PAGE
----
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August 4, 2008 | by  | in Film | [ssba]

The Celluloid Closet (1996)

This seminal documentary by Ray Epstien and Jeffrey Friedman tackles the history of homosexuals in American cinema since the beginning of Hollywood to the present day. And it does it with gravitas, beauty and style.

Homosexuals have not been treated kindly by the silver screen. This is probably due to the social mores of American society over the past hundred years, but also due to the fact that many Americans turn to Hollywood to style their own lives. Homosexuality was not deemed to be an endearing trait. During Hollywood’s formative years positive depictions of gays were actively discouraged.

At face value that’s where the story would end. It’s all action films and buff heroes and shit, right? Not so. Not so at all. The Celluloid Closet closely examines the progression of Hollywood films and manages to bring to light the way homosexuality has played an important role. Perhaps not in bright lights, but it’s always been there, simmering in between the scenes.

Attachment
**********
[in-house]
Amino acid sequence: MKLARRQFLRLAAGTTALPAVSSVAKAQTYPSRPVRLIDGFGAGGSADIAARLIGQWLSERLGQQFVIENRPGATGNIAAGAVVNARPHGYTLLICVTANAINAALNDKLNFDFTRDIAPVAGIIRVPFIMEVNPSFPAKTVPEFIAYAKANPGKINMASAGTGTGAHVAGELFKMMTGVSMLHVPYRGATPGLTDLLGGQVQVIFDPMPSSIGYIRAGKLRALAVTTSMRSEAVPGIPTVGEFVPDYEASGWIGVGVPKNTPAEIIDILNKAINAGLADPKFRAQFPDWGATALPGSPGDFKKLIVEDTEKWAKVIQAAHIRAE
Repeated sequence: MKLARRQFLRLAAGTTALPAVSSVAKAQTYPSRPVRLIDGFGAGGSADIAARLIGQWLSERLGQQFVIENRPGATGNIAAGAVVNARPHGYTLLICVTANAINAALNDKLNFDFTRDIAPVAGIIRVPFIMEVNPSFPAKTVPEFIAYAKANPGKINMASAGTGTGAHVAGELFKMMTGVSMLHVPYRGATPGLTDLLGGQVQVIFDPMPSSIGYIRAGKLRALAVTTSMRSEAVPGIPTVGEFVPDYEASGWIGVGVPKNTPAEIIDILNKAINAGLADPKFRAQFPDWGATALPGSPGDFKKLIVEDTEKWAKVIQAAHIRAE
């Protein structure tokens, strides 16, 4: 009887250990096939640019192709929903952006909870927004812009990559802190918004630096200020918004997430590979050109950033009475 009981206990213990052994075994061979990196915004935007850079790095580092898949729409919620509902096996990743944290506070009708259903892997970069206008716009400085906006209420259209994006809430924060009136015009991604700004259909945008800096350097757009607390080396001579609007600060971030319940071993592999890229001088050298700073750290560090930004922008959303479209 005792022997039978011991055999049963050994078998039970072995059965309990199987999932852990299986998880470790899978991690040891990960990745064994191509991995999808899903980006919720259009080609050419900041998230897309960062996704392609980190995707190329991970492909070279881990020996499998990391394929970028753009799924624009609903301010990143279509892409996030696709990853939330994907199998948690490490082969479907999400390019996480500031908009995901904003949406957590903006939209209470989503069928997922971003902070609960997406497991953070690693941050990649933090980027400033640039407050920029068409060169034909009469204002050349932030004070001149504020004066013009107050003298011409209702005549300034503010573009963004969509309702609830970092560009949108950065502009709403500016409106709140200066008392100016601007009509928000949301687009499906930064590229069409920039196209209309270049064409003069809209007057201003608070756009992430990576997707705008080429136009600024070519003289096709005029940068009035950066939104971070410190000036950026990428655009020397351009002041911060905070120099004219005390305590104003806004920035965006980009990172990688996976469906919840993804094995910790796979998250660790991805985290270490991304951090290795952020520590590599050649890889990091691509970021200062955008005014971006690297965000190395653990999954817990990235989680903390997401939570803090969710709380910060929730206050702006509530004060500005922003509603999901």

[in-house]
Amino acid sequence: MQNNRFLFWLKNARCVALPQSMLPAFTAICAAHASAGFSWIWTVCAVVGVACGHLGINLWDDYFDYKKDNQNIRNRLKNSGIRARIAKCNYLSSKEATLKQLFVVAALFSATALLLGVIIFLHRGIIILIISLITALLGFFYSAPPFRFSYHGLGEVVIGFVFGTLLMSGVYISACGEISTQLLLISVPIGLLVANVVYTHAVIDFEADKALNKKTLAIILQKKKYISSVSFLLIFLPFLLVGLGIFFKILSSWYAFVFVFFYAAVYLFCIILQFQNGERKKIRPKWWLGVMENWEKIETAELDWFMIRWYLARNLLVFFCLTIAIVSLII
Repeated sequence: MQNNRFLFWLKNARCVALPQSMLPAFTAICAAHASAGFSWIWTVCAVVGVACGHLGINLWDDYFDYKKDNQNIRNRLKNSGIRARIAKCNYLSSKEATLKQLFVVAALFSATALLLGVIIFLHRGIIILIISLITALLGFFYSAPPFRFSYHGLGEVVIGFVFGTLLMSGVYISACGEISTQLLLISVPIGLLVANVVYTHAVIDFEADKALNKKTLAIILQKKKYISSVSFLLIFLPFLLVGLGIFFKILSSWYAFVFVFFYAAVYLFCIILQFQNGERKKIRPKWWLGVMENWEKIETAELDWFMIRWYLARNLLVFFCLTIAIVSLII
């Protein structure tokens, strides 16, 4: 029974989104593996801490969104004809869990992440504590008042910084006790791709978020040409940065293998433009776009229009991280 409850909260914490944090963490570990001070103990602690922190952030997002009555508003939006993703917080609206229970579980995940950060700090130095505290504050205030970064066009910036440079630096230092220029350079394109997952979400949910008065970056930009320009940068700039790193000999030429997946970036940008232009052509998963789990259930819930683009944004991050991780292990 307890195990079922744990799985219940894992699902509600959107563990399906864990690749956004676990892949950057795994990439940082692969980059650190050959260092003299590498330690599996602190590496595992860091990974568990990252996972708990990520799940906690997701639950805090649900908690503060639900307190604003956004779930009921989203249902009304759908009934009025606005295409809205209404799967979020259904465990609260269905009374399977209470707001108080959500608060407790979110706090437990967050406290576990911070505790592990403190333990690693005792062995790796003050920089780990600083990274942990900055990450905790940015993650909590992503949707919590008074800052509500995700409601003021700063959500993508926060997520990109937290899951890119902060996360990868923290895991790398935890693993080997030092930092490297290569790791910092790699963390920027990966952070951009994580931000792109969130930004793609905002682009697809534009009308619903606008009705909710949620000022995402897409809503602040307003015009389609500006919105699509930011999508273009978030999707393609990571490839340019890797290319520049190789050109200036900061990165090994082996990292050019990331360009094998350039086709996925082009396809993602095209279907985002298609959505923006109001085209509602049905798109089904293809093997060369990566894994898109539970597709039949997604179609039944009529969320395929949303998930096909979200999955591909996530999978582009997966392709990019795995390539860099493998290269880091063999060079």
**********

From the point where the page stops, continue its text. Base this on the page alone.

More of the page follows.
From the early sissy – the camp transvestite who was purely there for laughs – to the evil villain, who was out to violate not only your wallet but your morals as well, homosexuals have been present. Only in recent times has the homosexual male or female become an interesting and worthwhile topic for Hollywood. Films such as Philadelphia and Cabaret began to attack the negative light in which homosexuality was held. But it’s been a long and sorrowful road. The Celluloid Closet travels this road, and it carefully documents the hate, the oppression, the injustice – as well as the subversion, the humour and the joy, of depicting homosexuality on the biggest screen.


About the Author ()

Conrad is a very grumpy boy. When he was little he had a curl in the middle of his forehead. When he was good, he was moderately good, but when he was mean he was HORRID. He likes guns, bombs and shooting doves. He can often be found reading books about Mussolini and tank warfare. His greatest dream is to invent an eighteen foot high mechanical spider, which has an antimatter lazer attached to its back.

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